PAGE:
Is Linux really more secure?

This topic is an extension of the tangent that began here:

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I think we can probably all agree that the greatest threat to security is the user itself. Being careful with what you download or where you click on goes a very long way in avoiding unpleasant surprises.

This is like when people complain about how terrible WordPress security is when in reality is just the user's fault for installing random extensions without checking their authenticity or if they are still up to date or not.


I remember reading on this page that Ubuntu 7.10 (Gutsy Gibbon) had a security vulnerability with cryptographic keys, but that was ages ago.

My advise is to install all updates (including programs) immediately as attackers can exploit holes in outdated software.

Is Linux safer in terms of security and Malware Threats?
I would say, "Yes."

Is Linux a target?
Again, "Yes." Linux is widely used for Servers, by the government(s) and Military.

I think the primary concern for most on here is: Is Linux safe and secure for the average Desktop User.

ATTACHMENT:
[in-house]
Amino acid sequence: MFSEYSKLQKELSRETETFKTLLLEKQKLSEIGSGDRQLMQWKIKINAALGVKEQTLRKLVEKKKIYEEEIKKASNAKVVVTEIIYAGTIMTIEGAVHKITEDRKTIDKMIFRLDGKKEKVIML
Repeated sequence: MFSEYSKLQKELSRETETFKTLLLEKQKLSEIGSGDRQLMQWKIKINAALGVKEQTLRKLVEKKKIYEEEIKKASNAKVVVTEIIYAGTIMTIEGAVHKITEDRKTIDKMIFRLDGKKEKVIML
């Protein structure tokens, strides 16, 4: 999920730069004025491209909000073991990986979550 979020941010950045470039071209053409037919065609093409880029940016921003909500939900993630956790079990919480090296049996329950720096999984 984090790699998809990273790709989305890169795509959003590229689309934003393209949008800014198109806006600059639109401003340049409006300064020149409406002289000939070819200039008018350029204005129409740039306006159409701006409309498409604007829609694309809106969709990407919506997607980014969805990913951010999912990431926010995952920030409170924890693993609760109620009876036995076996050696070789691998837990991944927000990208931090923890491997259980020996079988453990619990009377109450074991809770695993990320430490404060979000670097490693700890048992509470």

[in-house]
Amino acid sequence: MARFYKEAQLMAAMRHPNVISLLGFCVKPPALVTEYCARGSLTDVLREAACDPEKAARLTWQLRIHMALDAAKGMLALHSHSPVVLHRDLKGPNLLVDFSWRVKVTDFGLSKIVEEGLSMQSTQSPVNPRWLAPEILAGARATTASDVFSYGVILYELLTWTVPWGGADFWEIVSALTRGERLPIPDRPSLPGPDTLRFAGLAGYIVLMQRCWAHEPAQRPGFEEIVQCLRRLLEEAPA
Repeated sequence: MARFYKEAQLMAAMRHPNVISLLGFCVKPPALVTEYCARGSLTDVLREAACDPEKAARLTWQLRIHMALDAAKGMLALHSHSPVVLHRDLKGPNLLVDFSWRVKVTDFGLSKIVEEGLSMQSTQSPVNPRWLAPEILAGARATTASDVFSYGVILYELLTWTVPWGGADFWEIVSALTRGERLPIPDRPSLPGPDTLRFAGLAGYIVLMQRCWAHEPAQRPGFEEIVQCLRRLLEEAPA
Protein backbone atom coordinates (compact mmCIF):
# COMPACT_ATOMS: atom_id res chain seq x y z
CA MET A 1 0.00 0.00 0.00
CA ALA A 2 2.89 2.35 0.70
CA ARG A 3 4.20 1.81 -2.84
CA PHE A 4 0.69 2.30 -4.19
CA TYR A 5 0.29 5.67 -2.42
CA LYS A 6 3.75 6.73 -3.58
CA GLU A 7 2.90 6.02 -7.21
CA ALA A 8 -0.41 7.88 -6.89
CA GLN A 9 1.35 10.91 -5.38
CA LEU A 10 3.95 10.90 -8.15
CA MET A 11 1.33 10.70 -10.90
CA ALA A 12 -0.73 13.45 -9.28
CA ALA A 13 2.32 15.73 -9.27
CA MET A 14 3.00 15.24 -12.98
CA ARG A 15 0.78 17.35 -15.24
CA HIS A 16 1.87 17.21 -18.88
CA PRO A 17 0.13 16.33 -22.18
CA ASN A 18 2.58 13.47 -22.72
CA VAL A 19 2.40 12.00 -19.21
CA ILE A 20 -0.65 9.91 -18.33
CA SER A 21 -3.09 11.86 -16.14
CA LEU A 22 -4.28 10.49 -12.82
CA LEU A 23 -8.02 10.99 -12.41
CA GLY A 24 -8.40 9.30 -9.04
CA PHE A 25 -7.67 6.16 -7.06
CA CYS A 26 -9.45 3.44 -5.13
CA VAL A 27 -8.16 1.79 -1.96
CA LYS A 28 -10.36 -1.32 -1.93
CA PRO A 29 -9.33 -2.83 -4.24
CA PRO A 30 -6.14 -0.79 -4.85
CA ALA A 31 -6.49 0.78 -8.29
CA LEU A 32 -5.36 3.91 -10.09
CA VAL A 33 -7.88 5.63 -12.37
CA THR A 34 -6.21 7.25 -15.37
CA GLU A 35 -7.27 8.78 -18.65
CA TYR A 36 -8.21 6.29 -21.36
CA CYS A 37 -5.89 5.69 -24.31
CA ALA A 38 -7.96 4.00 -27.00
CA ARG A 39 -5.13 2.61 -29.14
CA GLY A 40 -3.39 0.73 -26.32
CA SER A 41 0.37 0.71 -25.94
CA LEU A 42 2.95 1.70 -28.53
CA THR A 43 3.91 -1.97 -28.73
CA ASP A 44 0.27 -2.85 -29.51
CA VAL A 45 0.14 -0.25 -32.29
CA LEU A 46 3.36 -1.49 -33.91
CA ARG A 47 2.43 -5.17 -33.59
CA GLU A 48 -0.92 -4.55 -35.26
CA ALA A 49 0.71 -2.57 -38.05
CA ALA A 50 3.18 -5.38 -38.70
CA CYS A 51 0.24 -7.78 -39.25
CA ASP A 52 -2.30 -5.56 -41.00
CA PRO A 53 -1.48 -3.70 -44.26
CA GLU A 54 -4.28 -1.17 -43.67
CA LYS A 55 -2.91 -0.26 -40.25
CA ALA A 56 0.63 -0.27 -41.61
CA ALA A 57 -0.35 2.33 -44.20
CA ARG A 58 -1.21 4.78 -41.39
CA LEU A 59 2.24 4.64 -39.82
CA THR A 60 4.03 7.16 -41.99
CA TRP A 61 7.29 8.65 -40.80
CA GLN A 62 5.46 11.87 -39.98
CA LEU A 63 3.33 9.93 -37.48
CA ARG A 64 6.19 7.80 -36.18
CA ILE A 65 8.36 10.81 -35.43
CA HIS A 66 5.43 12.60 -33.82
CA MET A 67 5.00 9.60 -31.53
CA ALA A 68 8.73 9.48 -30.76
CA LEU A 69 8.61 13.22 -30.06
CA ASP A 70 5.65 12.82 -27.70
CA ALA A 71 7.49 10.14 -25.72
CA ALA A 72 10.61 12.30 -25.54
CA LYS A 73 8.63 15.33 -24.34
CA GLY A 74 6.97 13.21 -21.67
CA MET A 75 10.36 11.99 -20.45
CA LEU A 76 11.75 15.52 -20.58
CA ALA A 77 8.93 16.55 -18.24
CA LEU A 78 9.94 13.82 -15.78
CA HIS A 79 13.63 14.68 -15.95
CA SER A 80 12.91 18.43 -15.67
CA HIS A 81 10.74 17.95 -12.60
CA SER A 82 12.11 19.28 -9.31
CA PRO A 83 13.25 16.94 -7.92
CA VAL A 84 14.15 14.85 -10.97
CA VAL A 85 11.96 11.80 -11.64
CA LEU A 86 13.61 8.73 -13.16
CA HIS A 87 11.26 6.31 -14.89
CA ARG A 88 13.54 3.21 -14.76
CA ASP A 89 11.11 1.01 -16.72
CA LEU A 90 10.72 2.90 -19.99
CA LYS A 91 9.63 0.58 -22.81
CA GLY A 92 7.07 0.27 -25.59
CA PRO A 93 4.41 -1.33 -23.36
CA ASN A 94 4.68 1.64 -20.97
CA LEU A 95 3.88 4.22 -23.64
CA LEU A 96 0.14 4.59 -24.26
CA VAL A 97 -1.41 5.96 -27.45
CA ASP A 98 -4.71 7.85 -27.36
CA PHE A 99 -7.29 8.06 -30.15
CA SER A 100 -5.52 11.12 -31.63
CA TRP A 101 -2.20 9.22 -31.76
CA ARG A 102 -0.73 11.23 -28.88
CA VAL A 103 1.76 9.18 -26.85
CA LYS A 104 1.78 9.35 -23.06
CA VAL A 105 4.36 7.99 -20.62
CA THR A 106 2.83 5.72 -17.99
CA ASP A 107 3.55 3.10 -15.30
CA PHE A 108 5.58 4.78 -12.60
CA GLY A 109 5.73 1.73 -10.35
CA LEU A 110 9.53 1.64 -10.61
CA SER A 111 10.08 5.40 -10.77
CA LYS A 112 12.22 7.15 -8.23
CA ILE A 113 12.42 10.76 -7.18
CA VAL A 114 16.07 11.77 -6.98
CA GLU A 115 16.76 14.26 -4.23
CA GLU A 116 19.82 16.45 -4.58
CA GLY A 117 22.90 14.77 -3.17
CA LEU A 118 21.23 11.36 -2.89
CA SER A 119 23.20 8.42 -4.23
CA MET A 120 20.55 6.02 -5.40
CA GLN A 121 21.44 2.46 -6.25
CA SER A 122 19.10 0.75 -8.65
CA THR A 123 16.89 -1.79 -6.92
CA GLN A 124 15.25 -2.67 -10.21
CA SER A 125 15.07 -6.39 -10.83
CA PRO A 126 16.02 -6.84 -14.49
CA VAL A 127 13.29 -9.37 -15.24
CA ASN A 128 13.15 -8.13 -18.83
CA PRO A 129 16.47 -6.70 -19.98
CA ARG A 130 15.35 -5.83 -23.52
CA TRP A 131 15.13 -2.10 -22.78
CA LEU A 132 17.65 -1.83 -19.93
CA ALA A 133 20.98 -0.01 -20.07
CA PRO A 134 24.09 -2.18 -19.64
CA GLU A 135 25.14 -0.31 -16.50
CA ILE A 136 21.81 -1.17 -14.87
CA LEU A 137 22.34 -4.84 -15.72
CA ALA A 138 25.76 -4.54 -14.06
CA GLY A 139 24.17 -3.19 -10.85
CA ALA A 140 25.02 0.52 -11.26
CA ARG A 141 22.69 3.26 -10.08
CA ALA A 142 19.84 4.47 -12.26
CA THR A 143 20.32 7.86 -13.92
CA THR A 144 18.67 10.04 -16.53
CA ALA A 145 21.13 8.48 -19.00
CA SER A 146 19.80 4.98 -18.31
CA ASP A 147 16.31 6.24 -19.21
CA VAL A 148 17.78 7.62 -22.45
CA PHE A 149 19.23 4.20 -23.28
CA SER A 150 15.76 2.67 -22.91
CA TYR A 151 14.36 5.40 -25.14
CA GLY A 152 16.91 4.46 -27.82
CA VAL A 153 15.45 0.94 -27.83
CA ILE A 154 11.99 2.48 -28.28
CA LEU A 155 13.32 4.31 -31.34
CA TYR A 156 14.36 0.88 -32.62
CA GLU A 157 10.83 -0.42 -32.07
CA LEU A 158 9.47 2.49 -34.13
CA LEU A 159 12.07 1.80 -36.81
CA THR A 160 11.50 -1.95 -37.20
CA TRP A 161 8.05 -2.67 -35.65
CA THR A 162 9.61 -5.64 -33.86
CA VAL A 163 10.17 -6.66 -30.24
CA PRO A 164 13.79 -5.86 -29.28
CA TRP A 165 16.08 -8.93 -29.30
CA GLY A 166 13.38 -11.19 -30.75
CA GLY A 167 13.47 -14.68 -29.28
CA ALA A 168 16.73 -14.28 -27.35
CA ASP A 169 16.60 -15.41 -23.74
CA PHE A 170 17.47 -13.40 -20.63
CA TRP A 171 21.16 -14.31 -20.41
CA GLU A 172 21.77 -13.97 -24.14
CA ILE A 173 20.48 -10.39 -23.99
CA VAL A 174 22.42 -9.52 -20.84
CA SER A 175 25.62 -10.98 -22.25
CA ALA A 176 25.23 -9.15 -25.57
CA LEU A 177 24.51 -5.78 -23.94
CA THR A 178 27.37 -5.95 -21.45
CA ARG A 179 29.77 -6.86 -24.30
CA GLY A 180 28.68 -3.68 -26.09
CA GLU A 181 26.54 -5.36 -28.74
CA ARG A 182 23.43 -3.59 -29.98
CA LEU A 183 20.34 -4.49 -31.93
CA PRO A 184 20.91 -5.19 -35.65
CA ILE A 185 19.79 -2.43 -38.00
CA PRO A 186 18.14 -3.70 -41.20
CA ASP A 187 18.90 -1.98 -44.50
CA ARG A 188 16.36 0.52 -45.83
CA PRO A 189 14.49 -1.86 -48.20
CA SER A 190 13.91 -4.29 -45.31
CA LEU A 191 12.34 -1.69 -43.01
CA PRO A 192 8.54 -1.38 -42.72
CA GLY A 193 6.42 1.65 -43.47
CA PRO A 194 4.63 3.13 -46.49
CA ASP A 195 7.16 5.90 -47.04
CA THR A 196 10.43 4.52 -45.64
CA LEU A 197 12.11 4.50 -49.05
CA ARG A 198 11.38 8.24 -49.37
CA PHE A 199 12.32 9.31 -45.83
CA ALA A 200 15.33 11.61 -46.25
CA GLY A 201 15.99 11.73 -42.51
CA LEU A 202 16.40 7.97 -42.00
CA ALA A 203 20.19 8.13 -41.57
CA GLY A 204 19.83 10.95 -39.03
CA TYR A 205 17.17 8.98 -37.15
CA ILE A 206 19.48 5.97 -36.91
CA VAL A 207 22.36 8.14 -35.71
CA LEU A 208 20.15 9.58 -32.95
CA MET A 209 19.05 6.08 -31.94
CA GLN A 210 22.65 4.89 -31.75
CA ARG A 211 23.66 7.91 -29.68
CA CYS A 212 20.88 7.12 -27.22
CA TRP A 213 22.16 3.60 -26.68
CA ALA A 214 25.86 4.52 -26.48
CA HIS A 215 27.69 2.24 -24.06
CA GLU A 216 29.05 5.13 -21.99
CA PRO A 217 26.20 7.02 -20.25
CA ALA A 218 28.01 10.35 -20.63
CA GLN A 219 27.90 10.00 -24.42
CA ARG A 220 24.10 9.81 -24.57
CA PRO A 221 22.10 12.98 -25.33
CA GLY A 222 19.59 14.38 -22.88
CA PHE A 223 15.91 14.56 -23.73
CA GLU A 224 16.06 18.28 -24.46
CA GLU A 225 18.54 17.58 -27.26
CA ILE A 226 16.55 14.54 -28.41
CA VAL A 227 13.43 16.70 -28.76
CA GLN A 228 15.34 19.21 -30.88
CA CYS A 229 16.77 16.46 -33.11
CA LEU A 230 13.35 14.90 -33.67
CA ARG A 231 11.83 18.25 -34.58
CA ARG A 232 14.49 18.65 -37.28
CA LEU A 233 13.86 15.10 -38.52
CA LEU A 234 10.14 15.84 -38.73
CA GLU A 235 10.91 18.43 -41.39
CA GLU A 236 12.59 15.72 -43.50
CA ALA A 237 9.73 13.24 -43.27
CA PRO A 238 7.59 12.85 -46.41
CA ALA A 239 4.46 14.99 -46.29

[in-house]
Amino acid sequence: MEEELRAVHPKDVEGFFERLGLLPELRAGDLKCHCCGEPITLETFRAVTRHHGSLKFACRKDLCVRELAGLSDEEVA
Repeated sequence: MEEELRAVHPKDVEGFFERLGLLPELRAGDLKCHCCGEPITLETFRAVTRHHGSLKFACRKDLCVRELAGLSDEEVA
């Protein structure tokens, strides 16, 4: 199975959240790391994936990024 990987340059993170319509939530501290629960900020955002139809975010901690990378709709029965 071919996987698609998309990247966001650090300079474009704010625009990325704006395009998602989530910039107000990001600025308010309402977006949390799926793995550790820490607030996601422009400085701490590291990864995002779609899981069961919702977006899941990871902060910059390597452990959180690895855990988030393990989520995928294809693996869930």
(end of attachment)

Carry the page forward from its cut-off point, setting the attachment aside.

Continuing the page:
There are some bloopers in recorded history... this is one of my favorites:

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Maybe refer to this thread: Latest security news

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I would never go so far as to answer no to this question.

But I do got to believe all things being equal Windows is more secure. There are just to many million/billion dollar companies involved looking for holes.

But that doesn’t mean Linux is far behind. I feel perfectly safe on Zorin

I think there is likely a decent bit of stuff like this in Linux code. But there aren’t as many people looking so it goes undiscovered for longer.

While many will say that there are vulnerabilities, almost all of them are local to the computer. You must have physical access to use any of the them. Remote vulnerabilities are very few and usually because of the services offered by the server.

While no computer is one hundred percent secure as long as it's connected to the internet, it is one of the more secure operating systems available today.